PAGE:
c.       Shifted power back to the Crown, gave officials some means to protect Amerindians from excessive exploitation (when they chose too)

d.      Found primarily in major cities – rural landowners depended more on dept peonage

C.      Slavery

1.  Amerindian slavery

a.       Many enslaved shortly after conquest, mainly as prisoners of war

b.      Detached labor form land, giving slaveholders more power of labor than tribute holders

c.       Amerindian labor pool could not keep with European demands, particularly because of decline from disease

2.  African slavery

a.       Growth of slavery tightly linked to emergence of cash crop plantations

b.      Sugar is the principle slave produced crop

c.       Urban slaves used mostly as servants, though some manufacturing as well

3.  Convict labor frequently used in obrajes, the textile mills

D.      Free labor

1. Becomes more common after 1650 with the recovery of Amerindian populations

2.  Free labor and free markets more common in the North

      V.            Mining

A.       Silver mines open in Mexico in 1540s

1.  Really takes off after defeat of Amerindian rebellions in the north in 1543

2. Zacatecas region (Mexico) site of many of the mines

a.       Located north of Mexico City in modestly populated region

                                                                                                         i.            Need for labor draws in Europeans, Africans, Amerindians, mixed-race peoples

                                                                                                       ii.            Mining region becomes much more culturally diverse than southern Mexico

B.      Production expanded by use of patio system to refine ores

1. Uses far less fuel and water than traditional smelting

2.  Depended on mercury

3. Mercury trade controlled by Crown, imported first from Spain and later Peru

C.       Traditional quinto (one-fifth) tax  applied to mining, reduced to diezmo (one-tenth) in 1548

1. Becomes financial basis for Spanish imperial state, even though agriculture is bigger overall

2.  Casa de Moneda (mint) established in 1535; by late 1500s, Mexican peso become first universally accepted coin in world trade

D.       Theoretically, mines belong to the Crown

1. In practice, licenses for mining sold to highest bidder and politically connected

2. Crown maintains control in part with monopoly on mercury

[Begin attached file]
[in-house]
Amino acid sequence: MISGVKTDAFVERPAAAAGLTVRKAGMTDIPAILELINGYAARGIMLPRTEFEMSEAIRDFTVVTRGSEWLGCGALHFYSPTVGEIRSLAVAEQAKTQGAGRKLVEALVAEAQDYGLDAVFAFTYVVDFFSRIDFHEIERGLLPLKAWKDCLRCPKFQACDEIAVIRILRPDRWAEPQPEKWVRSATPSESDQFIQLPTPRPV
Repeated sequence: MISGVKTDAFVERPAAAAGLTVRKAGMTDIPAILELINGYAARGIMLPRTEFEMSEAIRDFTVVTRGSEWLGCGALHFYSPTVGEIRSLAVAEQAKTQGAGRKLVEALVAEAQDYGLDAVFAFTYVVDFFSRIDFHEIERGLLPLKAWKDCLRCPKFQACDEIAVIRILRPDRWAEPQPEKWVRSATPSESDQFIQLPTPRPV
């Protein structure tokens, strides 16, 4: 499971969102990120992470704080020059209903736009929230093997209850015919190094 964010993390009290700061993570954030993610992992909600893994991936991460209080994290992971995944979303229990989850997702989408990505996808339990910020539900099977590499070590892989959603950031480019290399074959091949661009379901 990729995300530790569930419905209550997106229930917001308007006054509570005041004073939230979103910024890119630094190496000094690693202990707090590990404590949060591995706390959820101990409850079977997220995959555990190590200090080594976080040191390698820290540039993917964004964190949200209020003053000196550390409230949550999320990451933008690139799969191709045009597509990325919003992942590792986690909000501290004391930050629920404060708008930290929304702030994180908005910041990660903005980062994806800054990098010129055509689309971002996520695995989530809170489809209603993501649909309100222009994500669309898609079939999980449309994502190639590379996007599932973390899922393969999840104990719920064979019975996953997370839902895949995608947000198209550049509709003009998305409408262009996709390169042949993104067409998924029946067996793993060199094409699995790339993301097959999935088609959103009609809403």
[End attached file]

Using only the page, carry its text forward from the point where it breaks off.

E.        Mines become economic engines for large areas

1. Employee 10,000 laborers in 1500s, 45,000 by mid-1600s

2. Miners mostly male, come from all over Mexico

3. Women found mostly in support activities

a.       Hauling and sorting of ore

b.      Market retail, food supply, weaving, other “domestic” type activities

4. Ports , roads, and wealthiest cities develop along routes connecting mines to export markets

    VI.            Export Agriculture

A.       Most important in south

B.       Early domination of agriculture by export crops

1.  Sugar dominant – also tobacco, cacao (chocolate), and vanilla

2.  Food crisis emerges by late 1500s, as large scales farms almost entirely produce export crops, not food for local markets

3.  Emergence of large haciendas ends food crisis by 1650

  VII.            Large scale Manufacturing

A.      Many restrictions on manufacturing to prevent competition against Spanish importers

B.       Factory scale production in some trades, such as cigar rolling, weaving, and dye-making

C.       Regional specialties

1. Porcelains in Puebla

2. Textiles in Guadalajara

3. Jewelry in Queretaro

VIII.            Monopolies and the flotilla system

A.      Most trade and large scale manufacturing controlled by a small elite

1.  A small group of families controlled some 70% of trade and manufacturing

2.  Merchant families closely linked, with strong kinship ties to Spain (notably in the port cities)

3.  As there were no banks, wealth merchant families (and Church) provided most investment capital, thus very influential in mining and manufacturing

B.      Trade grows rapidly

1.  15,000 tons/year in the early 1500s

2. 273,000 tons/ year by 1606

C.      Spain institutes a flotilla system as early as the 1560s

1. Meant to protect shipping against pirates and to enforce monopolies

2.  Average Atlantic crossing took 67 days

3.  Substantial trade with China and East Asia by way of Philippines

D.      Mexico could legally trade only with Spain

1.  Mexican manufacturers and producers were generally prevented from competing with Spain

2.  Merchants limited importation of goods to keep prices high

3.  Most imported goods were not actually of Spanish manufacture, as Spain did not build its own manufacturing base in this era

4. Led to wide-spread smuggling, notably in peripheral areas

5.  Limitations of flotilla system led to greater self-sufficiency for Mexico